Hyun J. (June) Park,  PT, DPT, CIDN

Hyun J. (June) Park, PT, DPT, CIDN

Dr Hyun Park graduated from the University of Medicine and Dentistry of New Jersey (UMDNJ) with a Doctorate in Physical Therapy. She is certified in dry needling by the Integrative Dry Needling Institute and a member of the APTA (American Physical Therapy Association).

What to Expect During Your First Visit With A Physical Therapist

I am sure that you won’t be surprised to head that your physical therapist will start be asking you lots of questions about your health and the condition that made you decide to seek help from him/her. Remember - detailed information about you and your condition is exactly what he/she needs, as it will help which treatments are right for you.

If you read my blog from last week I know that you are prepared – as far as research is concerned – for your very first visit. Although, even with all of that knowledge is it important to understand what you’ll be doing, and if there is anything that you need to know going into your very first session.

I am sure that you won’t be surprised to hear that your physical therapist will start be asking you lots of questions about your health and the condition that made you decide to seek help from him/her. Remember – detailed information about you and your condition is exactly what he/she needs, as it will help which treatments are right for you.

In order to determine the best course of treatment your physical therapist will perform a detailed examination. He/she will evaluate your strength, flexibility, balance, coordination, posture, blood pressure, and heart and respiration rates. Just so you know it is very likely that he/she might use their hands during the examination, so please be sure to be vocal if you feel uncomfortable – but don’t worry, this will not cause you any pain.

Other things that might be evaluated:
• How you walk
• How you get up from a lying position
• How you get in and out of a chair
• How you use your body for bending and lifting, or other activities

Other important things that your physical therapist will need to know about are your work environment, your home life, and what you do for fun. These are all very important things because it is your therapists job to make sure that you are comfortable in all areas of life, and that you are able to do the things you love independently.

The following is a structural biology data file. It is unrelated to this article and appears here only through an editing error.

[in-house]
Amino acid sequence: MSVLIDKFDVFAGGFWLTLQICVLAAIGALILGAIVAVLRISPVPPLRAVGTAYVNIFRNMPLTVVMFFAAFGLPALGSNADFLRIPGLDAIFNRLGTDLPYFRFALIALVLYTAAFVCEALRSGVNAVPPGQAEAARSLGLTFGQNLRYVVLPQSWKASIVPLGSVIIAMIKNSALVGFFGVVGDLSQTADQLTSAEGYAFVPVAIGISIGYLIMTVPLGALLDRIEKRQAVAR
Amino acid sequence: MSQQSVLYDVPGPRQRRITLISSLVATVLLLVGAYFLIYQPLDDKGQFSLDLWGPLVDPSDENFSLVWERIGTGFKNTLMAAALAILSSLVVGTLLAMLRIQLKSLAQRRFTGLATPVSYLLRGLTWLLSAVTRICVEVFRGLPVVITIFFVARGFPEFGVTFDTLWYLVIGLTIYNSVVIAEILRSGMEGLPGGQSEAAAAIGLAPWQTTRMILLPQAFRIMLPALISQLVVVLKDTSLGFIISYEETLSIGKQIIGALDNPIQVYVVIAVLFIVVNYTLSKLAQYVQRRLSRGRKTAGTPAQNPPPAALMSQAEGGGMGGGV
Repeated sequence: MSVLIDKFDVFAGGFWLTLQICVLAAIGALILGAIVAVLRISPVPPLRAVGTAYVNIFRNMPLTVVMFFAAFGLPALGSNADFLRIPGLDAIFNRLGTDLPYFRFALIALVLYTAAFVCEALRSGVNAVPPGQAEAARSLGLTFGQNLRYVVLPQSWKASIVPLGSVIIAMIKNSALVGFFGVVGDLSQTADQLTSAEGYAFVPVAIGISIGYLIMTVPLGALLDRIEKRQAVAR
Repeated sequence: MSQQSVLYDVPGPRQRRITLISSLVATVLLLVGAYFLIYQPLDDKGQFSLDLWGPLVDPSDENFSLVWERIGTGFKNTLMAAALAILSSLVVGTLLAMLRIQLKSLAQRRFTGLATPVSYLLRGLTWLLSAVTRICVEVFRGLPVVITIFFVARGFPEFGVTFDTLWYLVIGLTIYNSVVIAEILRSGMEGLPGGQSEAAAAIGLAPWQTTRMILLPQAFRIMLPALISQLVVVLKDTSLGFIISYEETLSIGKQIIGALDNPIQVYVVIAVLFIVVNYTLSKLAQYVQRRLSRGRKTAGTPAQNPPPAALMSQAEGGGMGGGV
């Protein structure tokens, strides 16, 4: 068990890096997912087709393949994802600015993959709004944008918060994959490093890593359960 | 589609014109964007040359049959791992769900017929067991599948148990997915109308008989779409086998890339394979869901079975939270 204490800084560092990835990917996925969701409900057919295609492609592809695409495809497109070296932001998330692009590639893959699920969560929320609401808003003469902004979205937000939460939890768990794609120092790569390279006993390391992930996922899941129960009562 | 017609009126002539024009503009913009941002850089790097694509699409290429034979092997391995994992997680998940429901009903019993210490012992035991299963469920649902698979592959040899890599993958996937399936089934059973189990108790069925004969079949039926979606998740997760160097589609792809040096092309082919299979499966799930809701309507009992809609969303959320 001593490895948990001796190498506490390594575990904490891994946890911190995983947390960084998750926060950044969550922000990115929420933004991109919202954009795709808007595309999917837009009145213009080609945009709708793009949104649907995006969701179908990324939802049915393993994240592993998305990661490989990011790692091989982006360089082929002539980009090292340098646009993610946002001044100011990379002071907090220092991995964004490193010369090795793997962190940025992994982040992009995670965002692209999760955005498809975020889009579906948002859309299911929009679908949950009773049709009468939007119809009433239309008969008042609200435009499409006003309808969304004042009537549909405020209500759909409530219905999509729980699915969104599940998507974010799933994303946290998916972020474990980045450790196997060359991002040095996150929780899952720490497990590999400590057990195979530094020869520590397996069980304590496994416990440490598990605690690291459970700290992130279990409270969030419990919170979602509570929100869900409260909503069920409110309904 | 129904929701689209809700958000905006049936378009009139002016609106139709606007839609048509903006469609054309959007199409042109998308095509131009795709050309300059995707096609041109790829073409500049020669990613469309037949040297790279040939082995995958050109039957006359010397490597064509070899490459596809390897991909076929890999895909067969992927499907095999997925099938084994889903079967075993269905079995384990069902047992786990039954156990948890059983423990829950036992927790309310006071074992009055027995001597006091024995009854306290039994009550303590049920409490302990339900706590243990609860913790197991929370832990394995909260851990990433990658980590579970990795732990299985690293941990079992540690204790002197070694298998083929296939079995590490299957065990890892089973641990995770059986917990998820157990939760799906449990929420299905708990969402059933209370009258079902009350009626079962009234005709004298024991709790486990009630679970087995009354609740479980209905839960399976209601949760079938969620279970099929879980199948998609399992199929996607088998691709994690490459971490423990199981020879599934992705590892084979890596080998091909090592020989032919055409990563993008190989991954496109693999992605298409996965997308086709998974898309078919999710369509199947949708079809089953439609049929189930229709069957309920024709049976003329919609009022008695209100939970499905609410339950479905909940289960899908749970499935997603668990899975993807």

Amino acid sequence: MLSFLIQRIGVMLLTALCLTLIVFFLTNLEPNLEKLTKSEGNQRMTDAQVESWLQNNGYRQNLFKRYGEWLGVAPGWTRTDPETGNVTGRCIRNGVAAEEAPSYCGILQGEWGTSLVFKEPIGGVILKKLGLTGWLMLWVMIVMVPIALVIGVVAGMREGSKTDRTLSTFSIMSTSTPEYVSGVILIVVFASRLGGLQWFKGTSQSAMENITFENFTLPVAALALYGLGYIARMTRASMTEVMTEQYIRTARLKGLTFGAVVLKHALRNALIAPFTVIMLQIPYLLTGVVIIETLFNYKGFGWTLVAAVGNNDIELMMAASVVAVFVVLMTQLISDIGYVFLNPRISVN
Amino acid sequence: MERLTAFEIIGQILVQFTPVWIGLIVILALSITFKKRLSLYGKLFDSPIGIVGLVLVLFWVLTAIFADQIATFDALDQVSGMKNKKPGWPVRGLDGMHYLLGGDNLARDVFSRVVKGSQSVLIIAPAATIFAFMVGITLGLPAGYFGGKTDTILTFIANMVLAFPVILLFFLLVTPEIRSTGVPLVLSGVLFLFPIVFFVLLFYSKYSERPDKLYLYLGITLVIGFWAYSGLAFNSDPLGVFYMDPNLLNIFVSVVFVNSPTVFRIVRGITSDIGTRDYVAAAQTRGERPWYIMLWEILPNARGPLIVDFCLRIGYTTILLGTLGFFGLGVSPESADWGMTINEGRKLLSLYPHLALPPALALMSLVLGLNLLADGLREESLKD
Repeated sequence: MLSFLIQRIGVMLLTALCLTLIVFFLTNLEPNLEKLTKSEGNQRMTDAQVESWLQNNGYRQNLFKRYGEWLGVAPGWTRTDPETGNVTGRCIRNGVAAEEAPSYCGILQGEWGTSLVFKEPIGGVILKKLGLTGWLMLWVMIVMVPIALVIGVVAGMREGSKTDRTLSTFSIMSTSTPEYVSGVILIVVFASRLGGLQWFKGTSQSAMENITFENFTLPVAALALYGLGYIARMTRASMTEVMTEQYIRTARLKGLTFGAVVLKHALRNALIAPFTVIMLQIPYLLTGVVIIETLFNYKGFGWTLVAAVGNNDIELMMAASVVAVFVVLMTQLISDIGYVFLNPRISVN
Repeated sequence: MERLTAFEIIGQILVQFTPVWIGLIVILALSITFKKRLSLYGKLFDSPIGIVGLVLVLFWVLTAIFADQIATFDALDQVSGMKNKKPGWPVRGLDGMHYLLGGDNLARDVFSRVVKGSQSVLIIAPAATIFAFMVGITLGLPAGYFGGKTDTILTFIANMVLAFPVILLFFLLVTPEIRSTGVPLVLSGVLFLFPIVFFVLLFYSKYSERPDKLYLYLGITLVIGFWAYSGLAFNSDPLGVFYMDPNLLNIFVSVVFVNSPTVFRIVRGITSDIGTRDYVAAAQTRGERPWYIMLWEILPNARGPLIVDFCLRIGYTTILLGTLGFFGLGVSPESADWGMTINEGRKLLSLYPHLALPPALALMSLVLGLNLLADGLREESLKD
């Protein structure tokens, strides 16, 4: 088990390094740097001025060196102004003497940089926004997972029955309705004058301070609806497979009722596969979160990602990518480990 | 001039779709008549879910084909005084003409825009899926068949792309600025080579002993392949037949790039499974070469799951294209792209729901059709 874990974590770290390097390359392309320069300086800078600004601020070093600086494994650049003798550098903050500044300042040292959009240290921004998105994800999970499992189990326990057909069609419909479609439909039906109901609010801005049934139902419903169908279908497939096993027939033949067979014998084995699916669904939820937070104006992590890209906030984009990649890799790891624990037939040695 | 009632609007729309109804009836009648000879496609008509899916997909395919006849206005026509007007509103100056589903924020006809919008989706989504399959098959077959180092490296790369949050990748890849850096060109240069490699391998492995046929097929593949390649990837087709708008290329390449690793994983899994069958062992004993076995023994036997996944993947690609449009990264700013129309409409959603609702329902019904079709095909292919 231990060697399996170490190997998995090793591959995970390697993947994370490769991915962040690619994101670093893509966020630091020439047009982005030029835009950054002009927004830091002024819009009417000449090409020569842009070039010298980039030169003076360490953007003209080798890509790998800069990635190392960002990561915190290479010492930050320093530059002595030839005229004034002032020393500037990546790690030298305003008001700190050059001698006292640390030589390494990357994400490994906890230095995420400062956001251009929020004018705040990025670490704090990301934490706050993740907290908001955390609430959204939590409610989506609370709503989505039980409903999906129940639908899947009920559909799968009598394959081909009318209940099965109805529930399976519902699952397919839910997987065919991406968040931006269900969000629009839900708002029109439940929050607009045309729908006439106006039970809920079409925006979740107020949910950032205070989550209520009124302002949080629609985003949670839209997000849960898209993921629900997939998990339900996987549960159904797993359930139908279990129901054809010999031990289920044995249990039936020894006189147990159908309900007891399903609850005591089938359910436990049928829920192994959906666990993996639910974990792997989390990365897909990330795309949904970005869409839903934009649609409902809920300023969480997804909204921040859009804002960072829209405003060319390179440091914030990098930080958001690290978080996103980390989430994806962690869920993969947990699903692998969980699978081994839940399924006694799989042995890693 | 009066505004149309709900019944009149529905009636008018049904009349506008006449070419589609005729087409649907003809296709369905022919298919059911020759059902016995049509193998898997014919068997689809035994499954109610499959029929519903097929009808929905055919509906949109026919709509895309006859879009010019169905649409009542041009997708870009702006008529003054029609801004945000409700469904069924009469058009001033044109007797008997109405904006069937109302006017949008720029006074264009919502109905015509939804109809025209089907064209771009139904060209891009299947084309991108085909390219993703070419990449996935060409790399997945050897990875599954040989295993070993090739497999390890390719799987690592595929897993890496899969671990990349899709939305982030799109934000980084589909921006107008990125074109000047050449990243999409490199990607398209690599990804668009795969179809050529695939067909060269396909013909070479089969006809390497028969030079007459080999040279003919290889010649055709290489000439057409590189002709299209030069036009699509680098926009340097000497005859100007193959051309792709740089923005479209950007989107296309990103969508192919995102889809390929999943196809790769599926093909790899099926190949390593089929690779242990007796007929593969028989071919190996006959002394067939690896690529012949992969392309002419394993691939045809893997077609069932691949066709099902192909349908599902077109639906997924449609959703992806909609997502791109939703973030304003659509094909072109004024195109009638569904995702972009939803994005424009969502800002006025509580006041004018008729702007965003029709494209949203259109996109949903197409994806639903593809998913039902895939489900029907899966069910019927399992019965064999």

In many cases, the physical therapist will make a diagnosis and begin treatment almost immediately. After the diagnosis your therapist will help you determine what your goals are and will start developing a treatment plan.

It should not be a surprise that one of the main goals of treatment is to improve or maintain your ability to do your daily tasks and activities. In order to reach this goal, the physical therapist may need to focus on the parts of your body in which you have pain, swelling, feel weakness, or have limited motion. Your physical therapist will constantly assess your response to each treatment and will make adjustments as needed.

One of the most important aspects of your physical therapy treatment is education – so there is a good chance that your physical therapist will teach you special exercises that are to be done at home. You might also be taught new ways to perform day-to-day activities that will help you minimize pain, lessen strain, and speed up your recovery.

Your Appointment

• It is important that you arrive at the scheduled time or a few minutes early. Arriving late can affect your time with the therapist, and also affect other patients.
• Make sure that you are speak up during the discussion about visit frequency and work with the physical therapist to achieve your goals.
• Be sure to show up for all of your appointments. Failure to show up for an appointment and not calling to cancel can result in a fee. If an emergency prevents you from attending try to provide adequate notice to your therapist so that he/she can make good use of that time.
• Review the facility’s cancellation policy prior to the start of treatment.

The one thing that I make sure to tell all my patients is that you will get out of therapy what you put into it. As long as you are making an effort – in and out of therapy – you will benefit from each treatment session.

Outside Your Therapy Sessions

When you are out living day-to-day be sure that you are taking the precautions your physical therapist outlined during your visit. This may include modifying an activity, reducing weight on 1 limb while walking, avoiding certain movements, or restricting use of a specific body part. Lack of compliance with treatment precautions may cause injury and result in delayed recovery.

If you are prescribed a special device for home use make sure that you – again – are following your therapists instructions. And, of course, don’t be afraid to ask questions if you are not clear on how to use it because incorrect use can be harmful.

This might sound repetitive, but make sure that you follow any home program that is recommended. Your ongoing performance and commitment to the home program is essential to your recovery.

If and of the instructions that your PT gives you are unclear make sure that you ask for clarification. Also you need to make sure that you are only performing exercises at the repetition, frequency, and resistance that your therapist has instructed. Basically you just need to be aware that more is not better in this case, and doing so could cause injury!

After your physical therapy care is completed, continue to follow the after-care instructions provided by the physical therapist.

Well – that’s is that! I hope that this was helpful to you and that you can feel confident going into your first therapy session. If there is anything I missed, or if you have any questions, please don’t be shy – you can leave them in the comment section below, give us a call, or fill out the online contact form.

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